In France it was still Spring-ish weather–overcast, sometimes chilly, light drizzles here and there–and therefore completely acceptable to eat quiche and pastry for lunch everyday. Or brown bread with nutella for breakfast.
But here in Salt Lake it is HOT. It is in the 80s and the sometimes the 90s, plus it is dry. So, so dry. Like being baked in an oven. Quiche and pastry is too much. Okay, so maybe that’s exactly what I ate just last week when I went to Tulie with Allison, but I think we all know what I mean when I talk about Summer Food. Light, refreshing. Colorful. Like these fresh spring rolls that I learned to make last summer at Allison’s lovely apartment.
And now you can, too!
Fresh Summer Rolls
Rice wrappers, rice vermicelli (glass noodles), fruits/veggies of your choosing, and stuff to make dip-dip. It’s the year 2011 and this is America, so you should be able to find all of this at the grocery store, but if that fails, try the asian market. Their produce is usually cheaper, anyways.
All that stuff, plus a shallow dish of water and a clean dish-towel.
Step 1: Boil the rice vermicelli
They usually come in little nests, and one nest is good for 2 people, unless you’re crazy super hungry, which you’re probably not because it’s 92° out and it’s the desert and so dry and you don’t even care about eating anymore.
Oh, but food-wise: we added chicken broth to the water, for enhanced noodle flavoring. The noodles boil super quick, maybe 3 minutes? Or less. Then afterwards you have to drain them, but you know this.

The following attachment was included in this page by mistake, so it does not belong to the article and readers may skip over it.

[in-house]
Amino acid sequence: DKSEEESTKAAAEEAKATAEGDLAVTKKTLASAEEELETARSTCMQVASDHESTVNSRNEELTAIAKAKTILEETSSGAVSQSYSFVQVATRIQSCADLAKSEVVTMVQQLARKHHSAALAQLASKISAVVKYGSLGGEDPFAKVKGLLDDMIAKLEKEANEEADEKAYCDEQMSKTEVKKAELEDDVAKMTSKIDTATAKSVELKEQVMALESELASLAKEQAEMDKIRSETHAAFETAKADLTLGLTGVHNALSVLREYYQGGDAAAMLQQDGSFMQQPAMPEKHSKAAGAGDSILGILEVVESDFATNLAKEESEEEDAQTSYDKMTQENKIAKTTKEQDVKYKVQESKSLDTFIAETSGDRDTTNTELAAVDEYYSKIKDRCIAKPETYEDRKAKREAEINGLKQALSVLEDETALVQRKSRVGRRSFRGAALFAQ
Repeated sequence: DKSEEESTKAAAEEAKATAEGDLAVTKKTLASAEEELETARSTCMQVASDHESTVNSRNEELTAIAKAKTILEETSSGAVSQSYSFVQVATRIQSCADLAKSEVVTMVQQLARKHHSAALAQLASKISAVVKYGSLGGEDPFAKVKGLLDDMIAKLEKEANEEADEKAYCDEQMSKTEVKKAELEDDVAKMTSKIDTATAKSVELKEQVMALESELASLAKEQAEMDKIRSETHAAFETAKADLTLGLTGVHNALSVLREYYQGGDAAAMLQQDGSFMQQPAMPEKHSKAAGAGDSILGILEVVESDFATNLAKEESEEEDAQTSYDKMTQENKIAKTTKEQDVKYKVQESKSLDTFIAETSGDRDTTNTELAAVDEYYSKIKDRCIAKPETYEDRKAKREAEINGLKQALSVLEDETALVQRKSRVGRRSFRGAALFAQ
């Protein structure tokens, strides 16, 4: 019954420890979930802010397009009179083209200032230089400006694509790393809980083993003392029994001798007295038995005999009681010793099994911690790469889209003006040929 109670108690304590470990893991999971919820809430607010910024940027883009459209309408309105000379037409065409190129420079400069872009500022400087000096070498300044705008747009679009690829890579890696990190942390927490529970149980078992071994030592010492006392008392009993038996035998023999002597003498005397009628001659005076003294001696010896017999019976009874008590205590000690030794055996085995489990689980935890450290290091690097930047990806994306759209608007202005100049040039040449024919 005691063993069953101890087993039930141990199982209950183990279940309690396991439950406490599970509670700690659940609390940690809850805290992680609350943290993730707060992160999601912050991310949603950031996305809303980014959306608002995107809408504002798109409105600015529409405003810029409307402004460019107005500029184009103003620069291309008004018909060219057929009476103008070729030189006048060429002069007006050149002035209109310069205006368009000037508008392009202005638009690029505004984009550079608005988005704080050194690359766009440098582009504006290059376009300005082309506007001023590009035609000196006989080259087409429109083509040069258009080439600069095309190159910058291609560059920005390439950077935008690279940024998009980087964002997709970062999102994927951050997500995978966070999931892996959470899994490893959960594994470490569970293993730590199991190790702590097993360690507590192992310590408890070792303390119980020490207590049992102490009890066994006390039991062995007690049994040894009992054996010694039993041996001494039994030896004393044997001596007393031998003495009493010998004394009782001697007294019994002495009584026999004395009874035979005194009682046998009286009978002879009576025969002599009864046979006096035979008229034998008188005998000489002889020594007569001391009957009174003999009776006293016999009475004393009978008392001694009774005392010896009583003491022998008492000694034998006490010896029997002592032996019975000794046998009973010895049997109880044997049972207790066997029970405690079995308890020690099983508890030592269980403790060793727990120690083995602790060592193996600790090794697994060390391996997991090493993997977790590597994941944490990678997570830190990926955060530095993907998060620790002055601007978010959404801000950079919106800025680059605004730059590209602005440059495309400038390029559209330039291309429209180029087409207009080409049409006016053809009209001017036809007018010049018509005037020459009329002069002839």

Step 2: Cut up your fruits -n- veg
We did mango, avocado, mint, carrots, and sprouts. This is my personal favorite combination, but you can kind of do whatever you want. Some people even like to throw in boiled shrimp or maybe pork, but then it’s not light summer fare anymore, is it? Regardless, you’re going to want to cut things up into little strips, or use a potato peeler, like we did with the carrots.
Step 3: Prepare your station
From left to right: pre-cut fruits and veggies, pre-cooked glass noodles (cooled down by now), clean dish-towel, rice wrappers, and a shallow pan of water. Ducks in a row, friends.
Step 4: Prepare your wrapper
The wrappers come packaged hard and brittle, but we want them to be soft and pliable. So gently soak your wrapper, moving it around a bit, for about a minute (maybe less), until it is soft enough to work with. Then transfer it to the towel, BUT BE CAREFUL!!! These things are sticky like Saran Wrap, and once you let part of the wrapper touch itself, it’s over. It will never un-stick.
Once you’ve gently laid your wrapper down (like a baby), fold the towel over and blot off any excess water. Gently, friends, gently.
Step 5: Pile on the ingredients and roll it up
Start with the noodles and then add a little bit of everything else. Don’t go overboard; you’re going to need enough spare wrapper to roll this thing up, burrito-style. It should look about like this:
Then fold it up–fold in the sides (left and right, if we’re looking at it as pictured above), fold the bottom part up over the filling, and then roll it up. Ta-da! Still, though, be careful, because it is so sticky and unruly, this moistened rice wrapper of ours.
Repeat steps 4 and 5 until all of your ingredients are gone. This should yield about 3 rolls per person.
Step 6: Make some dipping sauce
I really have no formal recipe for this. Just use whatever’s in the fridge. We used Sriracha, some peanut-y sauce, and sushi unagi sauce. House-sitting for an Asian Studies professor means that all of this was readily available.
But another yummy and easy combination is Hoisin sauce (plum sauce–you can find it at most grocery stores), peanut butter (all natural, no gross Skippy or Jiffy stuff), and soy sauce. Easy. Done.
Step 7: Enjoy!
And then let me know what you think! I’d love to hear about variations in the filling or the sauces.
Oh, also, Happy 4th of July! Celebrate by purchasing all of these “ethnic” ingredients at your local grocery store. Just one of many reasons why America is so great, right?